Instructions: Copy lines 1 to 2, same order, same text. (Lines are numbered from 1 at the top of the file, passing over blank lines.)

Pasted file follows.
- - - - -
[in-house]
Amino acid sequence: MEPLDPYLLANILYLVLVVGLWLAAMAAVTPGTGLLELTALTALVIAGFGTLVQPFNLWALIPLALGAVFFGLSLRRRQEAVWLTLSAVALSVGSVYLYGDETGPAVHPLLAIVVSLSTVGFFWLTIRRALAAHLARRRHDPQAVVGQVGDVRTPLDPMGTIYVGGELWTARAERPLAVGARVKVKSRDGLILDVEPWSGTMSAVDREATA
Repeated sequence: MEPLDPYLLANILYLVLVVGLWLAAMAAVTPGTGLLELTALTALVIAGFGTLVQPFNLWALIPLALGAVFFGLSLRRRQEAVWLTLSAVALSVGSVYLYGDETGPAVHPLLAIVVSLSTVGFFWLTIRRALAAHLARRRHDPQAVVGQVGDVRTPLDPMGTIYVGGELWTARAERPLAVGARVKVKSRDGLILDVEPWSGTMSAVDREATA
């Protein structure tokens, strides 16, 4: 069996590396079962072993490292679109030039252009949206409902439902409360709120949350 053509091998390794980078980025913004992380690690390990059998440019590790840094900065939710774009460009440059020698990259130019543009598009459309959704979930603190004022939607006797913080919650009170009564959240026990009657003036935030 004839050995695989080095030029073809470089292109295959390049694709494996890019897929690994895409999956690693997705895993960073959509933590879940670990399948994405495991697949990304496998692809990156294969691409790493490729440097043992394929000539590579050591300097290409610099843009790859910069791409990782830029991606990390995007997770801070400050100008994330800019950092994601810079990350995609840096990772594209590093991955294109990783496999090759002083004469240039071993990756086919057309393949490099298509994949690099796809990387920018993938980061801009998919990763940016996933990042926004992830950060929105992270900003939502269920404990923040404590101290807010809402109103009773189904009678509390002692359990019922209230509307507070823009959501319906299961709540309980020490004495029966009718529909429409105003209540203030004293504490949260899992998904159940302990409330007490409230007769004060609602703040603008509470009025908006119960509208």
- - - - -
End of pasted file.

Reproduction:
[in-house]
Amino acid sequence: MEPLDPYLLANILYLVLVVGLWLAAMAAVTPGTGLLELTALTALVIAGFGTLVQPFNLWALIPLALGAVFFGLSLRRRQEAVWLTLSAVALSVGSVYLYGDETGPAVHPLLAIVVSLSTVGFFWLTIRRALAAHLARRRHDPQAVVGQVGDVRTPLDPMGTIYVGGELWTARAERPLAVGARVKVKSRDGLILDVEPWSGTMSAVDREATA